Thursday, March 6, 2008

Emira Woods and the Global Womens' Rights Forum

Tuesday night at USF, Emira Woods, native Liberian who works at the Progressive Think Tank- The Institute for Policy Studies- In Washington, D.C., spoke about the Firestone Tire company in Liberia, Africa.

In Liberia Firestone has their factory, because this is where rubber trees are. What is happening is that there is exploitation of workers in what can be seen as modern slave labor. The Institute heads the campaign against Firestone , which started in 2005, and has already made a difference, but is still waiting on a court date to see Firestone face to face.

Liberian Firestone workers are not paid enough for the work they do. They are given a quota to meet every day (in scraping trees' bark away to let the rubber drip out, letting it drip down, and then carrying 150 pounds of the rubber liquid in buckets for sometimes a mile). In order to meet this rate the workers bring in their children and wives to help them work- for no extra wage. Firestone is being charged with child labor and modern day slavery.

Their rebuttal to these charges is that they pay their workers the highest wage in the country. But this is no fair reply; there is no other company in Liberia that compares to Firestone. "It's an unequal lense," said Woods. Meanwhile, managers in the Firestone company live in Villas, and across from them live the workers in shantys with no running water, electricity, or plumbing. After being accused, Firestone has built houses for ther workers. They look great on the outside, but on the inside are not much different than their shantys. No running water or electricity or plumbing, and just one big room divided by a wall to make two rooms.

Woods was happy to be in the Bay Area, which she said is a special place for activism. For example, the Berkeley City Council, after hearing about this, voted unanimously to not support Firestone, and called the Institute to tell them this. The Institute did not even have to approach them, which is usually how it works.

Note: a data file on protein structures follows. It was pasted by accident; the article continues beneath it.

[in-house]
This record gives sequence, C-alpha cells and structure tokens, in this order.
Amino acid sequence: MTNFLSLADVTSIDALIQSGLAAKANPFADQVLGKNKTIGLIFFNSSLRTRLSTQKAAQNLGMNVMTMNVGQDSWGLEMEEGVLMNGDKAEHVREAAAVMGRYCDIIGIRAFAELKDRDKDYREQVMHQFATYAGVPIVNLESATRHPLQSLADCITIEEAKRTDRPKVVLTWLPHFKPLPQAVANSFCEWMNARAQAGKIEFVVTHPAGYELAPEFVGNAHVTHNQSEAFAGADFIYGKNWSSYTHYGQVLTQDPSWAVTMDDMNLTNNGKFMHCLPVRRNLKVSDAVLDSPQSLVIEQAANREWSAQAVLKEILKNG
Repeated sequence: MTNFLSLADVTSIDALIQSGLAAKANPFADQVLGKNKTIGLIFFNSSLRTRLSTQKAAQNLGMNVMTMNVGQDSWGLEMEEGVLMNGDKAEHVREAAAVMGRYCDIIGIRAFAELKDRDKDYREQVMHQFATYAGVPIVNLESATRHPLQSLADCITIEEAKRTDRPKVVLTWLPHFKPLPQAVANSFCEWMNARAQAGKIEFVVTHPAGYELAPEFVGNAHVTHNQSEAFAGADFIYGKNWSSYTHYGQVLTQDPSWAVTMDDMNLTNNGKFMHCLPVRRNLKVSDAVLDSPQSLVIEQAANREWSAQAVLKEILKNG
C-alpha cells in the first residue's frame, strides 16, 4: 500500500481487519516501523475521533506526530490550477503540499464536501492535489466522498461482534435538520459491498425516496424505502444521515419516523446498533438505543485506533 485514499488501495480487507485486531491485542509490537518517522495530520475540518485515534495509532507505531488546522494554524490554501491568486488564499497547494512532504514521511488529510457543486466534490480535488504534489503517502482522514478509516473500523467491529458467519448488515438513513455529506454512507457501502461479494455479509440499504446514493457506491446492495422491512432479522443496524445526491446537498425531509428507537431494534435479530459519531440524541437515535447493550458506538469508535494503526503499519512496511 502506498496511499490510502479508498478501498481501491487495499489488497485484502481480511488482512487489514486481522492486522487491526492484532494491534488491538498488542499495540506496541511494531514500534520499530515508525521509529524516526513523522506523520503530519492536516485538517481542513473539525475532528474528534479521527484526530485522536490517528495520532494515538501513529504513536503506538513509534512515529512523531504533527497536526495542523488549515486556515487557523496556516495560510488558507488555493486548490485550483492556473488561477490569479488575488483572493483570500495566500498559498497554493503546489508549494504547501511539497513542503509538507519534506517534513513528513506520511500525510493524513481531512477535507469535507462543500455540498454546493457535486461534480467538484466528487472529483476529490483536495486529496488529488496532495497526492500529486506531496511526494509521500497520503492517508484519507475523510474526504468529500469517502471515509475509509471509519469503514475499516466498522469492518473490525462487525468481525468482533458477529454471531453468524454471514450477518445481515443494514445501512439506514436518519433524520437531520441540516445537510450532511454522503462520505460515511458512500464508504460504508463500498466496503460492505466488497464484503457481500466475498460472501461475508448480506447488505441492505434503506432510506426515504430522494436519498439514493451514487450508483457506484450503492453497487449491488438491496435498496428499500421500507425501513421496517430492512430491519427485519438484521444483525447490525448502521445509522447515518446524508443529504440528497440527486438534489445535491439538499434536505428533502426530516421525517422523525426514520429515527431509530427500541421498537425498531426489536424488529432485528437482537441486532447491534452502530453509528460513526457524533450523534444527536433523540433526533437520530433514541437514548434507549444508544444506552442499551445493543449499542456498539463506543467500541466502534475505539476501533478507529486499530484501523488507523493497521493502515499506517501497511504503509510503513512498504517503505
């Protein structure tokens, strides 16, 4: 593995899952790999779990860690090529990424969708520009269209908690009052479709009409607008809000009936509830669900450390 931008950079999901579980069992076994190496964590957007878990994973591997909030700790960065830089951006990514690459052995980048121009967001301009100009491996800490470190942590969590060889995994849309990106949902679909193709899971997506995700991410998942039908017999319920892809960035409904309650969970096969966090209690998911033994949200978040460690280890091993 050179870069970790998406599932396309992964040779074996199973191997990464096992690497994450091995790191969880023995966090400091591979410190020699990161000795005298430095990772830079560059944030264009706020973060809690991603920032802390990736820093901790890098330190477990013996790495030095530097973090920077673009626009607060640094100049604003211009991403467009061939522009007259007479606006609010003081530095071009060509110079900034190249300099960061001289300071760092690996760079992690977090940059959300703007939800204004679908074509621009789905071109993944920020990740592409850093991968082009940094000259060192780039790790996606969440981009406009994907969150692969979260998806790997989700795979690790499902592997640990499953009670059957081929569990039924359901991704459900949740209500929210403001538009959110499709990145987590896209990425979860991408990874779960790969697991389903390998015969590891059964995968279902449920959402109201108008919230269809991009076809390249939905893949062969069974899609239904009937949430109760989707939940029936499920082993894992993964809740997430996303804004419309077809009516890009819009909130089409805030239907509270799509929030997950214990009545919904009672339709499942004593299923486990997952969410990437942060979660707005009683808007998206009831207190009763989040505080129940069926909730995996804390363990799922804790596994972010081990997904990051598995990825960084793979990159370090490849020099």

Woods' speech was inspiring, hitting home about many important ideas. "Do we succumb as corporations gain more and more power? No!" She spoke about fighting corporate America, and understanding that: a different, better world is possible, where people are put first!; we are agents of change!; we have power as voters!; we can work together, seize our power as consumers to live our values (for example, can I see a diamond really as a symbol of love?) ; and mainly, Power to the People!

She said, "Governments are there to negotiate; they have to be pushed-which is the power of the people."

Among all these ideas is the important one of -connection-, a theme to this blog, and this semester, it is starting to seem. With stuff like this going on in Liberia, we have to make the connection to ourselves and be able to relate all as one people.

This is difficult seeing as how Liberians near the Firestone factory have only one place they can access the Internet: an expensive wireless cafe. But, in keeping contact with the institute, they do utilize other technologies such as: texting; Skype, in which they have a bi-monthly teleconference; podcast technology; a filmmaker (who made a short film about this); classic broadcast networks like CNN, BBC, and Al Jazeera; and Youtube. "Youtube is huge for us," Woods said. You can view youtube clips of news reports on Stop Firestone's myspace page.


Lulu McAllister said...

I linked to this posting! Hope that's cool?

lissle said...

of course